Nanaimo RCMP began its impaired driving CounterAttack campaign this weekend and road checks will be conducted throughout December to get impaired drivers off the road. (File photo)

Nanaimo RCMP began its impaired driving CounterAttack campaign this weekend and road checks will be conducted throughout December to get impaired drivers off the road. (File photo)

Road checks underway as Nanaimo RCMP combat impaired driving

CounterAttack campaign upped targeted enforcement starting this weekend

RCMP road checks this month are meant as one more deterrent against drinking and driving.

Throughout December, Nanaimo RCMP are conducting the annual CounterAttack campaign of road checks to get impaired drivers off the roads. The seasonal enforcement event is normally a joint venture between the RCMP and ICBC, but this year McDonald’s Canada came on board by supplying coupons for free cups of coffee.

“It’s kicking off this weekend (Dec. 4-6) and the focus will be on impaired driving,” said Const. Gary O’Brien, Nanaimo RCMP spokesman. “We’re moving throughout the city and you can expect police to be in areas you don’t expect them to be in.”

O’Brien said police will move around the city, setting up road checks for one to two hours before moving on to another spot. Sober designated drivers will receive gift cards for McDonald’s coffee.

Drivers can expect police to be out conducting road checks every weekend and at various times during the week, O’Brien said.

Numbers of roadside 24-hour driving suspensions and three-day, seven-day and 30-day immediate roadside prohibitions are down in 2020 compared to the same period for 2019, but the drop in numbers doesn’t mean there are fewer impaired drivers on the roads.

“That makes perfect sense because our numbers were decimated during the COVID,” O’Brien said. “Basically our traffic unit was disbanded to augment the resources on the front line and it was that way for three or four months.”

O’Brien said the numbers of criminal convictions for driving with a blood alcohol level over 80 milligrams of alcohol per 100 millilitres of blood or for impairment by drugs, such as cannabis or illegal drugs, have remained low in Nanaimo at seven convictions for 2020 and five for 2019. According to ICBC statistics from 2014 to 2018 an average of 11 people died on Vancouver Island roads in accidents in which impairment by alcohol, drugs or medication was a contributing factor.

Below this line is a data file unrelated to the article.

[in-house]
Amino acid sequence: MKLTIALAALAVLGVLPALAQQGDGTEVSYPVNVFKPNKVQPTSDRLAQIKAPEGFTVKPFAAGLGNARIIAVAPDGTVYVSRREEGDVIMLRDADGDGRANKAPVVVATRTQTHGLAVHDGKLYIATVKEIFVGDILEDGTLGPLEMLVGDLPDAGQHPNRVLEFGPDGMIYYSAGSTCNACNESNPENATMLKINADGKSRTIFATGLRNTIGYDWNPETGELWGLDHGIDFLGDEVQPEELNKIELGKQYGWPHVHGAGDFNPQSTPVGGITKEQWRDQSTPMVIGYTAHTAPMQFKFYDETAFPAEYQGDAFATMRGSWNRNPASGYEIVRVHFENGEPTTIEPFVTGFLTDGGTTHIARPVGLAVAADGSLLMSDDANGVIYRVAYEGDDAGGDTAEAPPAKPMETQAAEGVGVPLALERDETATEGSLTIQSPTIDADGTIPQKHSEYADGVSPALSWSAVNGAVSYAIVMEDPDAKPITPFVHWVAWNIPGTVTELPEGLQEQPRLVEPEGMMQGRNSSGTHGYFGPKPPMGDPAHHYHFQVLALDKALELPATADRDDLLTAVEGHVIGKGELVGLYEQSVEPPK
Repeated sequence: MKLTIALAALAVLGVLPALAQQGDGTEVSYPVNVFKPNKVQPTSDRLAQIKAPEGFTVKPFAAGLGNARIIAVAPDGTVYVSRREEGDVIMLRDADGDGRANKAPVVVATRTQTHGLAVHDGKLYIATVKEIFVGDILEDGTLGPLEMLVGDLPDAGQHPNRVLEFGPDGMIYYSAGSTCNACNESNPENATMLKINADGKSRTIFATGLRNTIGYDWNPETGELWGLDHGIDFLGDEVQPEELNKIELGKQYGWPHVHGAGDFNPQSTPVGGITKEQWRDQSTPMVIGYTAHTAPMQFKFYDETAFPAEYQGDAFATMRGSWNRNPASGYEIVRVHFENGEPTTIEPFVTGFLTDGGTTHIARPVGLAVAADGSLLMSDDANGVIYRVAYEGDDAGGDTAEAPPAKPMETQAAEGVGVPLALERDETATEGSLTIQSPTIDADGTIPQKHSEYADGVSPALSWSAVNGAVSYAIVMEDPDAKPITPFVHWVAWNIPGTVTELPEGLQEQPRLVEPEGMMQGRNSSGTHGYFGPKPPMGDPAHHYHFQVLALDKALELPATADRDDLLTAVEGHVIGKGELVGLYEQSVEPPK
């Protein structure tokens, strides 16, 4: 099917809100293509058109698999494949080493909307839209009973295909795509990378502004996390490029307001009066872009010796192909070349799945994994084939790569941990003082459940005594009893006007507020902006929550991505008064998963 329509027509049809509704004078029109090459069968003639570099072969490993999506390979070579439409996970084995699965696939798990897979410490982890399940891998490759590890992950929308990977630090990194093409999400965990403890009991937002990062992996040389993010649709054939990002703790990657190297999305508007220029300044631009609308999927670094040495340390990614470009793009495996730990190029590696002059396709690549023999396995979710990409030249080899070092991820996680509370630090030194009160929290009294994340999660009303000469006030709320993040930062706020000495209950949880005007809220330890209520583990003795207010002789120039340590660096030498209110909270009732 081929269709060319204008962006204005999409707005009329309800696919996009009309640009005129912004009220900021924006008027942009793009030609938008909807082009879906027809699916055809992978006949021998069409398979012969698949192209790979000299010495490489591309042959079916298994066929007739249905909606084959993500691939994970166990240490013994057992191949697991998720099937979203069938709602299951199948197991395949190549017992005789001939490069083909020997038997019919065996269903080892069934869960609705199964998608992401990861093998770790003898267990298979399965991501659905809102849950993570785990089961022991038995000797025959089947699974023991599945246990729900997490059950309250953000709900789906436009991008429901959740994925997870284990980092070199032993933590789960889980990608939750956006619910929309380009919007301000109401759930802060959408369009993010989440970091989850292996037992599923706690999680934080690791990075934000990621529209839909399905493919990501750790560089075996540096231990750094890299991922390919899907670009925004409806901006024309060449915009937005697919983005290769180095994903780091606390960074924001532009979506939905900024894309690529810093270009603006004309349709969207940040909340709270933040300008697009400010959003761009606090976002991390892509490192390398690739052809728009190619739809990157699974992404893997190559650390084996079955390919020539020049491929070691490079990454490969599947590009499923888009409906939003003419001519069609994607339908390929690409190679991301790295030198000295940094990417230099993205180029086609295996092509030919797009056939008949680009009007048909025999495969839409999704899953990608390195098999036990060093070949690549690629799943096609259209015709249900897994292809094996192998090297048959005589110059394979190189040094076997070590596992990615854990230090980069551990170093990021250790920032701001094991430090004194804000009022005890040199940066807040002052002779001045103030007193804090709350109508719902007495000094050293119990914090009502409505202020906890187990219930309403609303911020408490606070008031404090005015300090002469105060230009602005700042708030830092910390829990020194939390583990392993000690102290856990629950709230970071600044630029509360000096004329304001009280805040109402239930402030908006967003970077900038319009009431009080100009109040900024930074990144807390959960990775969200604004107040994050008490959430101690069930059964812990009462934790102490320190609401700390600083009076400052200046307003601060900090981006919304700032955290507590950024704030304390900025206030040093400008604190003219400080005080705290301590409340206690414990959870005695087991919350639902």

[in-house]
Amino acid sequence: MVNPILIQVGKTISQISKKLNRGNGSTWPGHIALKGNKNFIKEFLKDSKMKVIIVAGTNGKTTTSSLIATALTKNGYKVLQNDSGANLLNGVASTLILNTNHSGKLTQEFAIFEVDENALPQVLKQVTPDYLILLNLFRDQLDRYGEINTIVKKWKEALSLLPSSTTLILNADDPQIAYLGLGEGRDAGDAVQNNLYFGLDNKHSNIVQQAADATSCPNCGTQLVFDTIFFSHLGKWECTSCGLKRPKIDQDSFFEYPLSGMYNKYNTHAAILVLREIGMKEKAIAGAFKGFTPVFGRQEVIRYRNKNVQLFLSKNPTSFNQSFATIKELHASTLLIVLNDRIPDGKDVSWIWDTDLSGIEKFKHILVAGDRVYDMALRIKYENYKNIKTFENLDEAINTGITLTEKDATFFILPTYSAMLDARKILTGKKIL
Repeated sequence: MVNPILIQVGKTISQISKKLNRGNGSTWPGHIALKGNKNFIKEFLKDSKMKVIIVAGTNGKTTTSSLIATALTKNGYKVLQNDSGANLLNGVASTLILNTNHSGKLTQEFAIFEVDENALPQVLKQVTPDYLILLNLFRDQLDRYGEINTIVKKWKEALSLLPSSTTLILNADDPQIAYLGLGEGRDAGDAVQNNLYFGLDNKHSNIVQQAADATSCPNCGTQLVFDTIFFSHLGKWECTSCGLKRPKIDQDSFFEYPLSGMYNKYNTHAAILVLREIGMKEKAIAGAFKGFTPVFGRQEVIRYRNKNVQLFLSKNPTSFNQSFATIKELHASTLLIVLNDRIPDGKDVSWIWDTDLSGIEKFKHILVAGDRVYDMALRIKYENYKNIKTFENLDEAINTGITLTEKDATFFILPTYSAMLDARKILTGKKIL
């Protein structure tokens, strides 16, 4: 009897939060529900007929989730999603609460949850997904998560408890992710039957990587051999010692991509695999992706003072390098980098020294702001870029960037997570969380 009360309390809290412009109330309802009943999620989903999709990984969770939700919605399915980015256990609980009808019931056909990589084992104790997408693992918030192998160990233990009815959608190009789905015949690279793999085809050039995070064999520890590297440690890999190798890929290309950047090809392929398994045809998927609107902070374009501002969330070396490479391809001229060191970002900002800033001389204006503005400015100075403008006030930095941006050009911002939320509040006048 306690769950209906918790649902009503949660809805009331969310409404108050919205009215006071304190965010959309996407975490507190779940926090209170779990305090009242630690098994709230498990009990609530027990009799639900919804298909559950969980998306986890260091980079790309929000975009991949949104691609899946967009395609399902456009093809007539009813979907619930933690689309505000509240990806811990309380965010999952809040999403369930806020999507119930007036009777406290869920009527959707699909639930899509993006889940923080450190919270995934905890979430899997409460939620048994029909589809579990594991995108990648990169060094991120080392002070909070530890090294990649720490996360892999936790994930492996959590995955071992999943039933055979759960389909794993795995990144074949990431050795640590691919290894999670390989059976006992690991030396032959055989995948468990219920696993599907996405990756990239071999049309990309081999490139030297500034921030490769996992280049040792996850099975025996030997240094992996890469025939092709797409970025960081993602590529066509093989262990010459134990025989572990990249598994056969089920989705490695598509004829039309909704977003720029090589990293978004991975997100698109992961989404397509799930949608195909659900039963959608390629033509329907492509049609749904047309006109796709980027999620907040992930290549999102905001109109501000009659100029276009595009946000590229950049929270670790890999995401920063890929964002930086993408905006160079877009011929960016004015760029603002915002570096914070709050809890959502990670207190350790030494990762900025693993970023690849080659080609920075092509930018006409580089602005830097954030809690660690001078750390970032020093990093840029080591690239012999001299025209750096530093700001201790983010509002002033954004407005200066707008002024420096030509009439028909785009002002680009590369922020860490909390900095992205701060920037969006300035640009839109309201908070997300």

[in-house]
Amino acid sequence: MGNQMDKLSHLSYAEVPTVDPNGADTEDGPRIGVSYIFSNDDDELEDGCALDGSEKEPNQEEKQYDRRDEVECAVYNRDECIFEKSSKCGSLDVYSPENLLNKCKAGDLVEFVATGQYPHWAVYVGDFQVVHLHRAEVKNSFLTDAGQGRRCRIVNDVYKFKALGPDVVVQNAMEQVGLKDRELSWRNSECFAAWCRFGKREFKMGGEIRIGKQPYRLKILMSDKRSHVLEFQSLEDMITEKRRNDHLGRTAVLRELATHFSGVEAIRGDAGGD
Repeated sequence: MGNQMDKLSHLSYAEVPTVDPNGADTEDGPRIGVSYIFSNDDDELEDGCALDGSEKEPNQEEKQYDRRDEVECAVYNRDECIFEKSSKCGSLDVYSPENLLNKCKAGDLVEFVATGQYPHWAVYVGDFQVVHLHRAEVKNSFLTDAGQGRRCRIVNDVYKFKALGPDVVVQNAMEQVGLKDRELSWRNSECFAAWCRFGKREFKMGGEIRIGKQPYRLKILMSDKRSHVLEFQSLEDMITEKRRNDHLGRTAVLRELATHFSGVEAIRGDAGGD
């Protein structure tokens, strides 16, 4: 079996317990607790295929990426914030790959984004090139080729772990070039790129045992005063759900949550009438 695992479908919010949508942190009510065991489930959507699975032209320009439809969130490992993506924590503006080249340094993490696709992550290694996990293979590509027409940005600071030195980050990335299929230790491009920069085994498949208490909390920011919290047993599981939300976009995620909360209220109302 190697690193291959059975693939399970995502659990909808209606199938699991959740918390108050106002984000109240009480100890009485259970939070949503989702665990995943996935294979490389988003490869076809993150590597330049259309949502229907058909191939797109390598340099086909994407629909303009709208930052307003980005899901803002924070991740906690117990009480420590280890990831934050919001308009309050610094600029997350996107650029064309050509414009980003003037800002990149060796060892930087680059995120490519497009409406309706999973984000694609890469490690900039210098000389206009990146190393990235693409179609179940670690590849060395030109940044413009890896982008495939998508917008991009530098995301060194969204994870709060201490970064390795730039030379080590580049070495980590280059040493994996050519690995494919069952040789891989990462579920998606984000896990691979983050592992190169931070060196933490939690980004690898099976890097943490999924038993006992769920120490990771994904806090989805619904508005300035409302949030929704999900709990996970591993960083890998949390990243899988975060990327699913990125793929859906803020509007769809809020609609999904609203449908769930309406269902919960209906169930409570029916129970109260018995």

One reason impaired driving convictions have remained low in Nanaimo is due to how police are choosing to enforce the crime.

“A lot of the members are going straight to a 90-day [immediate roadside prohibition] because it gets the car off the road, there are immediate consequences and unless there are significant injuries or damage to other property, it allows the members to go on quickly and continue with their work,” O’Brien said. “We know it has an immediate impact because we’re getting those young drivers who are just over the cusp of the legal limit and it’s hitting them hard in the pocket book and that makes a difference.”

On the other hand, O’Brien said, police are seeing higher numbers of responsible drivers who are arranging for designated drivers or hiring driver services to get them and their vehicles home safely after partaking in activities involving alcohol and other substances. Police also expect to encounter lower numbers of impaired drivers because of fewer numbers of seasonal celebrations, such as office Christmas parties and other events that have been cancelled by COVID-19 restrictions.

“We’re expecting most of the interaction with drivers to occur between 6 and 10 p.m.,” he said. “It’s the later hours where we expect those numbers to decrease and, hopefully, that will parlay into decreased impaired driving charges.”



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